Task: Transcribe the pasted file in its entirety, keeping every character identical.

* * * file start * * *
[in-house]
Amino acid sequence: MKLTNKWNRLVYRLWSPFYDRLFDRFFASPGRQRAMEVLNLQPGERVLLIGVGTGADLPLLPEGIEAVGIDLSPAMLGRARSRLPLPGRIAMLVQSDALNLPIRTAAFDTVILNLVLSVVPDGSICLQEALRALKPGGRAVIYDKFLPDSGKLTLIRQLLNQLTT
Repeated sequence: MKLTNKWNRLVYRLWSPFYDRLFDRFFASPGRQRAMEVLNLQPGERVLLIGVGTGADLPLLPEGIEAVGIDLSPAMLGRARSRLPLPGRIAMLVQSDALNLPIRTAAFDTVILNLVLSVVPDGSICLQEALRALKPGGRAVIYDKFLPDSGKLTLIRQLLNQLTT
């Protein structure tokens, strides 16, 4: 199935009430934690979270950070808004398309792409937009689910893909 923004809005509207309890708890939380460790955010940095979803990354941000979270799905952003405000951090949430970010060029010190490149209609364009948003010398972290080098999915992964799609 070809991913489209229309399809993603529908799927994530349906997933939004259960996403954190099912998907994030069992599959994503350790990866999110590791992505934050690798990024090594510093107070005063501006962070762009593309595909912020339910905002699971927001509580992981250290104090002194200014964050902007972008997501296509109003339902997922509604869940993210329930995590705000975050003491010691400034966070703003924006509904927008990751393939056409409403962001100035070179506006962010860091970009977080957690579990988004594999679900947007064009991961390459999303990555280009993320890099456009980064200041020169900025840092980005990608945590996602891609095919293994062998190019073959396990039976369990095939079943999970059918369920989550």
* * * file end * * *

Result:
[in-house]
Amino acid sequence: MKLTNKWNRLVYRLWSPFYDRLFDRFFASPGRQRAMEVLNLQPGERVLLIGVGTGADLPLLPEGIEAVGIDLSPAMLGRARSRLPLPGRIAMLVQSDALNLPIRTAAFDTVILNLVLSVVPDGSICLQEALRALKPGGRAVIYDKFLPDSGKLTLIRQLLNQLTT
Repeated sequence: MKLTNKWNRLVYRLWSPFYDRLFDRFFASPGRQRAMEVLNLQPGERVLLIGVGTGADLPLLPEGIEAVGIDLSPAMLGRARSRLPLPGRIAMLVQSDALNLPIRTAAFDTVILNLVLSVVPDGSICLQEALRALKPGGRAVIYDKFLPDSGKLTLIRQLLNQLTT
């Protein structure tokens, strides 16, 4: 199935009430934690979270950070808004398309792409937009689910893909 923004809005509207309890708890939380460790955010940095979803990354941000979270799905952003405000951090949430970010060029010190490149209609364009948003010398972290080098999915992964799609 070809991913489209229309399809993603529908799927994530349906997933939004259960996403954190099912998907994030069992599959994503350790990866999110590791992505934050690798990024090594510093107070005063501006962070762009593309595909912020339910905002699971927001509580992981250290104090002194200014964050902007972008997501296509109003339902997922509604869940993210329930995590705000975050003491010691400034966070703003924006509904927008990751393939056409409403962001100035070179506006962010860091970009977080957690579990988004594999679900947007064009991961390459999303990555280009993320890099456009980064200041020169900025840092980005990608945590996602891609095919293994062998190019073959396990039976369990095939079943999970059918369920989550």